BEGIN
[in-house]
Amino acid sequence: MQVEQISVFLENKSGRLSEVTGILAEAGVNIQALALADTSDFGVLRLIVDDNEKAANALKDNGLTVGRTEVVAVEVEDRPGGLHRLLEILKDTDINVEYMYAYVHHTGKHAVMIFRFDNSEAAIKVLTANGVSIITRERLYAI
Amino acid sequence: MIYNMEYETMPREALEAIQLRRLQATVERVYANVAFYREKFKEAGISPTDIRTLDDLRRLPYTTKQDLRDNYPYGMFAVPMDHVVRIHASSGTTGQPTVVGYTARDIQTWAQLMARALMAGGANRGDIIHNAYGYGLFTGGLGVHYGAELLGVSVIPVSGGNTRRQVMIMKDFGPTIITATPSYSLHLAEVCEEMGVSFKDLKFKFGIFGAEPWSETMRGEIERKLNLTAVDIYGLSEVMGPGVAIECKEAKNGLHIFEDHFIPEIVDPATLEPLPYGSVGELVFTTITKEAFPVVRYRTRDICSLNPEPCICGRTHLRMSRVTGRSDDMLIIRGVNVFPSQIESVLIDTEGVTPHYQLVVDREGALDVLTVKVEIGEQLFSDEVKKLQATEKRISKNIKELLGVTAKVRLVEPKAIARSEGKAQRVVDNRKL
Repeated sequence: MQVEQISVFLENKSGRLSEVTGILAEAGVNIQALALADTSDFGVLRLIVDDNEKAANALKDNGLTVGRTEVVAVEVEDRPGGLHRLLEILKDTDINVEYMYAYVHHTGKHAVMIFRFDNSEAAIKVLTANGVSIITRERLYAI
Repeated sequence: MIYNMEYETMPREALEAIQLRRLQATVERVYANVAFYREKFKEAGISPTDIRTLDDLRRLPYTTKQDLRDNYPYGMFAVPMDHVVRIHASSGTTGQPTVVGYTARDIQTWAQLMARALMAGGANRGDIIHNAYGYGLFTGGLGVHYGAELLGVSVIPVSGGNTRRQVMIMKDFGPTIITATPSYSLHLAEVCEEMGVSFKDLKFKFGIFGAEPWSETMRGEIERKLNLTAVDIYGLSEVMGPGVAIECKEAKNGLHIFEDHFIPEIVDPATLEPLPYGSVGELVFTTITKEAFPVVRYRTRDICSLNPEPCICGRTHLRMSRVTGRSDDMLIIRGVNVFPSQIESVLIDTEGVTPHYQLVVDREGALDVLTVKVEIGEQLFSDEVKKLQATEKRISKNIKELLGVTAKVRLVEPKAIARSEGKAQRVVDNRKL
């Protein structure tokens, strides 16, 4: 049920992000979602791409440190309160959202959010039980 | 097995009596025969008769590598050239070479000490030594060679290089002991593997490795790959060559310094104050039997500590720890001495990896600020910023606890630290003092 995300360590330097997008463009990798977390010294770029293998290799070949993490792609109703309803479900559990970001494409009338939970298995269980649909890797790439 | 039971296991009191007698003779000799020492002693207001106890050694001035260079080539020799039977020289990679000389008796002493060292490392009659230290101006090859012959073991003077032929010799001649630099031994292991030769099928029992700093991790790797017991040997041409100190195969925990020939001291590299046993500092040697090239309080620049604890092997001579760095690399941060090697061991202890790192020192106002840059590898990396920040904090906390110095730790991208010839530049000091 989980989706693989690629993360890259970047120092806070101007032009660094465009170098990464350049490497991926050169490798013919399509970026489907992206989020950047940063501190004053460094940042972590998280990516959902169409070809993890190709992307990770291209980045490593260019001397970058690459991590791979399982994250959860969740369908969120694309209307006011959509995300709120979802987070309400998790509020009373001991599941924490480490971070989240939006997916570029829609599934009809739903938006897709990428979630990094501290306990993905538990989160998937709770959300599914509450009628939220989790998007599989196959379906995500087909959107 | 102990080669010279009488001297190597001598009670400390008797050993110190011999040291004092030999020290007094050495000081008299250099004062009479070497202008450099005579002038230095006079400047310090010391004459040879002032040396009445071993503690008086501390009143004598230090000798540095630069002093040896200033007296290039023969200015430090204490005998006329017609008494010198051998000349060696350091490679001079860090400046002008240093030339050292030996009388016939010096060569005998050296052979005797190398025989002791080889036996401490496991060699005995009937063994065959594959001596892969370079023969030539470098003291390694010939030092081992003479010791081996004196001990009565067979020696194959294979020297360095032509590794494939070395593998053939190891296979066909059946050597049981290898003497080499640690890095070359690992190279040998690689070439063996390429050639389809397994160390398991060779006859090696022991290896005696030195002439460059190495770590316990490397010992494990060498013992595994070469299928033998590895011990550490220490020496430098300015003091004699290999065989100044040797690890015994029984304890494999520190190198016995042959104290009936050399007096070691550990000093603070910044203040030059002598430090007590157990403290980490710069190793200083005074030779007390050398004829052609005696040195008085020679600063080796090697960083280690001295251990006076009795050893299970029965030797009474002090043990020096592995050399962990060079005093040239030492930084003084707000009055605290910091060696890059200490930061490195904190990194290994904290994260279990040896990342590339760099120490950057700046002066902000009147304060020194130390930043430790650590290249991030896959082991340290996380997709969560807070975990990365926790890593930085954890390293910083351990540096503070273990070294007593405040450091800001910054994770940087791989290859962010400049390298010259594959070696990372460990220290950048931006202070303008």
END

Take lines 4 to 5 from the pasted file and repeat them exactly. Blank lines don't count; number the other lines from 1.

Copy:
Repeated sequence: MQVEQISVFLENKSGRLSEVTGILAEAGVNIQALALADTSDFGVLRLIVDDNEKAANALKDNGLTVGRTEVVAVEVEDRPGGLHRLLEILKDTDINVEYMYAYVHHTGKHAVMIFRFDNSEAAIKVLTANGVSIITRERLYAI
Repeated sequence: MIYNMEYETMPREALEAIQLRRLQATVERVYANVAFYREKFKEAGISPTDIRTLDDLRRLPYTTKQDLRDNYPYGMFAVPMDHVVRIHASSGTTGQPTVVGYTARDIQTWAQLMARALMAGGANRGDIIHNAYGYGLFTGGLGVHYGAELLGVSVIPVSGGNTRRQVMIMKDFGPTIITATPSYSLHLAEVCEEMGVSFKDLKFKFGIFGAEPWSETMRGEIERKLNLTAVDIYGLSEVMGPGVAIECKEAKNGLHIFEDHFIPEIVDPATLEPLPYGSVGELVFTTITKEAFPVVRYRTRDICSLNPEPCICGRTHLRMSRVTGRSDDMLIIRGVNVFPSQIESVLIDTEGVTPHYQLVVDREGALDVLTVKVEIGEQLFSDEVKKLQATEKRISKNIKELLGVTAKVRLVEPKAIARSEGKAQRVVDNRKL